8-9 NOVEMBER 2011 AT 7 PM
The History of Disappearance examines how institutions can play a role in relation to the practice of live or performance art, and the importance of recording and preserving this art form.

Highlights of the screening include video works such as Swimming the Mississippi (1987-1997), by Billy X. Curmano, which documents the artist’s ten year quest to swim from the source of the Mississippi River to the Gulf of Mexico, footage one of William Pope.L’s famous street crawls from The Crawl Project and Reverend Billy’s peaceful protests against Starbucks and The Disney Store. Andrea Fraser offers an incisive and humorous guided tour through the Philadelphia Museum of Art in Museum Highlights: A Gallery Talk (1989) and Tehching Hsieh’s One Year Performance (1980–1981) shows the artist punching in at a time clock, every hour on the hour, twenty-four hours a day, for an entire year.

The presentation draws on the wealth of experience of Franklin Furnace, a New York-based arts organisation established in 1976, devoted to temporary or ‘time-based’ art forms such as artists’ books, installation, live art and performance art. The organisation’s mission is ‘To make the world safe for avant-garde art’ and it deals solely with work that differs from traditional art forms in an original or experimental way. Franklin Furnace supports American artists’ fight for freedom of expression and was particularly active during the late 1980s and early 1990s. During this period US Government funding for the arts became subject to standards of ‘decency’ – sparking the ‘Culture Wars’ between the authorities and communities of artists who refused to censor their practice. In 1996 Franklin Furnace closed its physical exhibition space and transformed into a ‘virtual institution’ to bring Internet-based art to audiences across the world. Franklin Furnace today continues its mission to make the world a safer place for avant-garde art by funding innovative artists and archiving their work.

Performance artist Martha Wilson is Founding Director of Franklin Furnace Archive, Inc., an institution which, since its inception in 1976, has presented and preserved temporal art: artists’ books and other multiples produced internationally after 1960; temporary installations; and performance art.  During Franklin Furnace’s 20th anniversary season, the organization “went virtual,” its website,, becoming its public face.  In 1998, Franklin Furnace presented its first program of live art on the Internet, viewing cyberspace as offering the same freedom of expression as Franklin Furnace provided in its Lower Manhattan loft space during the 1970s.  During the last 30 years, Franklin Furnace has presented 1,832 events in real time and space and in cyberspace. Ms. Wilson lectures widely on the book as an art form; on performance art; and on “variable media art.”  Between 2003 and 2006 she served as Guest Editor of Leonardo magazine feature sections on live art and science on the Internet.  She has developed exhibitions, publications, courses and pedagogical resources concerning the artistic movement and philosophy we now know as Postmodernism.

Trained in English Literature, Ms. Wilson was teaching at Nova Scotia College of Art and Design when she became fascinated by the intersection of text and image.  She moved to New York in 1974, working at Harry N. Abrams, Inc., Artbook publishers, in an effort to combine her interests in art and literature.  As an artist, she was a founding member in 1978 of DISBAND (including Ilona Granet, Donna Henes, Ingrid Sischy and Diane Torr), the all-girl conceptual feminist punk rock band of artists who couldn’t play any instruments.  Since DISBAND disbanded in 1982, she has performed in the guises of Alexander Haig, Nancy Reagan, Barbara Bush, and Tipper Gore.  In the spring of 2008, she had her first solo exhibition in New York, at Mitchell Algus Gallery, “Martha Wilson: Photo/Text Works, 1971-74.”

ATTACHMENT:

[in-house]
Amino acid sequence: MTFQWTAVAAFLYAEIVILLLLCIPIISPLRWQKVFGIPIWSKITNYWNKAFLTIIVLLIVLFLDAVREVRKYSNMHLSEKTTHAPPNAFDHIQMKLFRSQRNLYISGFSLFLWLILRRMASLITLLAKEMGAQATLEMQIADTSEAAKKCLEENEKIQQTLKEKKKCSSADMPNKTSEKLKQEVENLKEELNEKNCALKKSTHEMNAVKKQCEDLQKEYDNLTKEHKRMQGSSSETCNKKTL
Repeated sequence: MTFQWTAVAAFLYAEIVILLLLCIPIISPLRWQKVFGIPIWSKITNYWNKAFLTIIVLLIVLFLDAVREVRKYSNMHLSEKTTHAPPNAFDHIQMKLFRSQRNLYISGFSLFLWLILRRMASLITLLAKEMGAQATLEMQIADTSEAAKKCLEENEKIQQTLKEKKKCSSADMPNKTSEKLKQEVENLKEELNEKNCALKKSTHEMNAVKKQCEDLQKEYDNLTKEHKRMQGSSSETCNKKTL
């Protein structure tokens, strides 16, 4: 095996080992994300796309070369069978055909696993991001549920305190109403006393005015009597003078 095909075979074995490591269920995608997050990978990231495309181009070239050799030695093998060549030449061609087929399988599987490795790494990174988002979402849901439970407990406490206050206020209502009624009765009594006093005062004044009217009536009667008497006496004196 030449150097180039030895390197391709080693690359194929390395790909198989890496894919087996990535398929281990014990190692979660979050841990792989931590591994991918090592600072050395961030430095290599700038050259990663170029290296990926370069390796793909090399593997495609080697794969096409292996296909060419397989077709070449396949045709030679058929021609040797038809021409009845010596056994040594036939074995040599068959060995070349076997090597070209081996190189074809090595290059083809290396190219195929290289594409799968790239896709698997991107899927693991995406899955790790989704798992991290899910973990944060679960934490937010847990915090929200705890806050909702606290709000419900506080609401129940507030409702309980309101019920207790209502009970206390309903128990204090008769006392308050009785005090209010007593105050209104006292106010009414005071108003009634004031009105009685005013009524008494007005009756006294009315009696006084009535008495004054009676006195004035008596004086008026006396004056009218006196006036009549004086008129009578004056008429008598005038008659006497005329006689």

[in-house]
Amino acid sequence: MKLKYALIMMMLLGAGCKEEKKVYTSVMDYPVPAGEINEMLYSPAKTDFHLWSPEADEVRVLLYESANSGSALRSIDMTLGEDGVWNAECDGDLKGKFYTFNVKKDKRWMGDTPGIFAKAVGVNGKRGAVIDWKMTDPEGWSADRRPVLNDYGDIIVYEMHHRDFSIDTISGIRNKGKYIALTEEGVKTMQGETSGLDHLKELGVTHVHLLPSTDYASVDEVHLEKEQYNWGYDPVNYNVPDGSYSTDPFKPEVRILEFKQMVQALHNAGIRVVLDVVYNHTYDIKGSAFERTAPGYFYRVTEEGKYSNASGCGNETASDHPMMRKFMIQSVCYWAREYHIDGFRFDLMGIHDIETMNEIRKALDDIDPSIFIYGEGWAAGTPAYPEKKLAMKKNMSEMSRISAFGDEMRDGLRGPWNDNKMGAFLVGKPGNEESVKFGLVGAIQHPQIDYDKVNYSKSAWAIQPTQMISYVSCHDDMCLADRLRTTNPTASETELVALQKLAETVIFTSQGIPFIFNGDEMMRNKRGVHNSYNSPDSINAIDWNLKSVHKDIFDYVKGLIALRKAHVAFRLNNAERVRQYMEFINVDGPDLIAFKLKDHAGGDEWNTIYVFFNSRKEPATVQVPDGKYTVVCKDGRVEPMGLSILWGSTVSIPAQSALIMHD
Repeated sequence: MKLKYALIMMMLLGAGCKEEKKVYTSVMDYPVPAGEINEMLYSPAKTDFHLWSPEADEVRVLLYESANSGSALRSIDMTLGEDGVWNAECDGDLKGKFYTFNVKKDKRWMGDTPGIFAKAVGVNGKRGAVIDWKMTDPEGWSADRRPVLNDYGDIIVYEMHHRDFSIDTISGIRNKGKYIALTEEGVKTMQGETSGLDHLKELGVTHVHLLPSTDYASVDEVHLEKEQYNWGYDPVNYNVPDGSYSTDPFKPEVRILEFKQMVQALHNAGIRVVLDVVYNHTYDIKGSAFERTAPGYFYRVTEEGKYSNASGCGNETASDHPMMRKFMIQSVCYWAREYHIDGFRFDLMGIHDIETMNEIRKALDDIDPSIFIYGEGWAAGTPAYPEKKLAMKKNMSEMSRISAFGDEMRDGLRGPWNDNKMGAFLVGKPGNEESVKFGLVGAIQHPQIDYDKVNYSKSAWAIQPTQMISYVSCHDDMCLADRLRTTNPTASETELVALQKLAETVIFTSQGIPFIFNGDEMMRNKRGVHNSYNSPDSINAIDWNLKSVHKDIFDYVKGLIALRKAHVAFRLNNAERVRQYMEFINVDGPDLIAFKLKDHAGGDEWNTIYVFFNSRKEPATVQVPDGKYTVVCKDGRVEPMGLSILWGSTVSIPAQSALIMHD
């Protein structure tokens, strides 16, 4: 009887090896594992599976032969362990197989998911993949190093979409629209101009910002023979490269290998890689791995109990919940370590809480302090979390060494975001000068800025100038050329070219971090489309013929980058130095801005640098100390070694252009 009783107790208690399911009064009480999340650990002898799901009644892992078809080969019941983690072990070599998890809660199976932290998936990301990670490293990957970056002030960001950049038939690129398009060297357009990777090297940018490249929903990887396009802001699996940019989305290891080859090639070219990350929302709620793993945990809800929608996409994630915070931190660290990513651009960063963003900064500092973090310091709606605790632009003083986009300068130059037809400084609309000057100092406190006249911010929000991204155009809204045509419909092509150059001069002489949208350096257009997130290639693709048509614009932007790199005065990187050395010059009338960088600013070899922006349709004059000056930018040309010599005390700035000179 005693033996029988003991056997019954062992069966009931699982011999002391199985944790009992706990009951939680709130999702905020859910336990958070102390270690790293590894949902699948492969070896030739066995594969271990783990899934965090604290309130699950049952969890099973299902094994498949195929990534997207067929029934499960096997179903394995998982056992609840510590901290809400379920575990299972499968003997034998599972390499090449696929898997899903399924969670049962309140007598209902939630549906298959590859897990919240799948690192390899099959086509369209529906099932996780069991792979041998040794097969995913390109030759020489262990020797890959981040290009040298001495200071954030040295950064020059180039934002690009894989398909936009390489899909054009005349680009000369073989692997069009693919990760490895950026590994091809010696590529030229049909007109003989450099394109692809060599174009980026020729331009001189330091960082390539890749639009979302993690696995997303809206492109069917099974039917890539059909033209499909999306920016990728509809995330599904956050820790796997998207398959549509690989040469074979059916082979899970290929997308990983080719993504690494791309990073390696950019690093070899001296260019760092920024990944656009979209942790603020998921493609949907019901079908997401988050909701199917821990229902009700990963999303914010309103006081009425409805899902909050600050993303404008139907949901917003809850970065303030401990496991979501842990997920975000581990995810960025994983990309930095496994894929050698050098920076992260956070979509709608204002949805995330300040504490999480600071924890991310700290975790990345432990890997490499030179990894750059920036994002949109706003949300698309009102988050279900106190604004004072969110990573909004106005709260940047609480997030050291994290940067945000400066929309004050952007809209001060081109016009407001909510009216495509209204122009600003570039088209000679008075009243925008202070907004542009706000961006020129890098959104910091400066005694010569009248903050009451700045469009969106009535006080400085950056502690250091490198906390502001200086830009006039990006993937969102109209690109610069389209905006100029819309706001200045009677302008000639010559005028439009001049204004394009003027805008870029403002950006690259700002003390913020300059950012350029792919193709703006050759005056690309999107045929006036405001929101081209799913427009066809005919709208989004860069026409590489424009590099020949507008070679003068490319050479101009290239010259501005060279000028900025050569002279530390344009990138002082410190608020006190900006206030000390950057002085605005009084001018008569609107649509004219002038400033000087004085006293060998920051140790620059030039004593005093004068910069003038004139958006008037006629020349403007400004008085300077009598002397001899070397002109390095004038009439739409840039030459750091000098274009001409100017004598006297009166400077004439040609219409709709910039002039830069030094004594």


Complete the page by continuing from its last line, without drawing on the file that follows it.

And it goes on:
November 8th 2011, at 7 p.m., History of Disappearance lecture and screening:


1.      William Wegman performance with Man Ray at Franklin Furnace, 1977, 7 minutes 

2.      William Pope.L “The Crawl Project,” 1989-1995, 5 minutes

3.      Deborah Edmeades, “The Fancy Ladies,” 1999, 10 minutes

4.      Tehching Hsieh,  “One Year Performance (Time Clock),” 1981, 6 minutes

5.      Billy Curmano, “Swimming the Missippi,” 1989-1999, 29 minutes

6.      Nigel Rolfe, “The Rope,” 1993, 15 minutes

7.      Andrea Fraser, “Museum Highlights,” 1989, 28 minutes

8.      Coco Fusco, “The Couple in the Cage,” 1993, 31 minutes


9.      Reverend Billy 


November 9th 2011, at 7 p.m., screening:

1.      Linda Montano, “Mitchell’s Death,” 1977, 22 minutes

2.      Matt Mullican, hypnosis performance, Utrecht, 1998 (excerpt)

3.      X-Cheerleaders, 1998 (2 minutes)

4.      Suzanne Lacy, “The Crystal Quilt,” 1987 to 1992, 8:30 minutes

5.      Yvette Helin, “The Pedestrian Project, 1990, 9 minutes

6.      Doug Skinner, “Prelude,” 1986, 24 minutes

7.      Jessie Jane Lewis, “Stings,” 1:53; “A Change in the Perception of Red,” 8:14; “Video Skitz,” 3:11; “Stick to Black,” 4:12

8.      Kriota Willberg, “Doggie Style,” 1999 5 minutes

9.      Pat Olsezko, excerpts, 46 minutes


HISTORY OF DISAPPEARANCE, Franklin Furnace’s 30th anniversary presentation, organized in collaboration with the Baltic Centre for Contemporary Art, Gateshead, UK, and circulated by Franklin Furnace Archive, Inc.

Project co-financed by U.S. Embassy in Warsaw.



Municipal Institution of Culture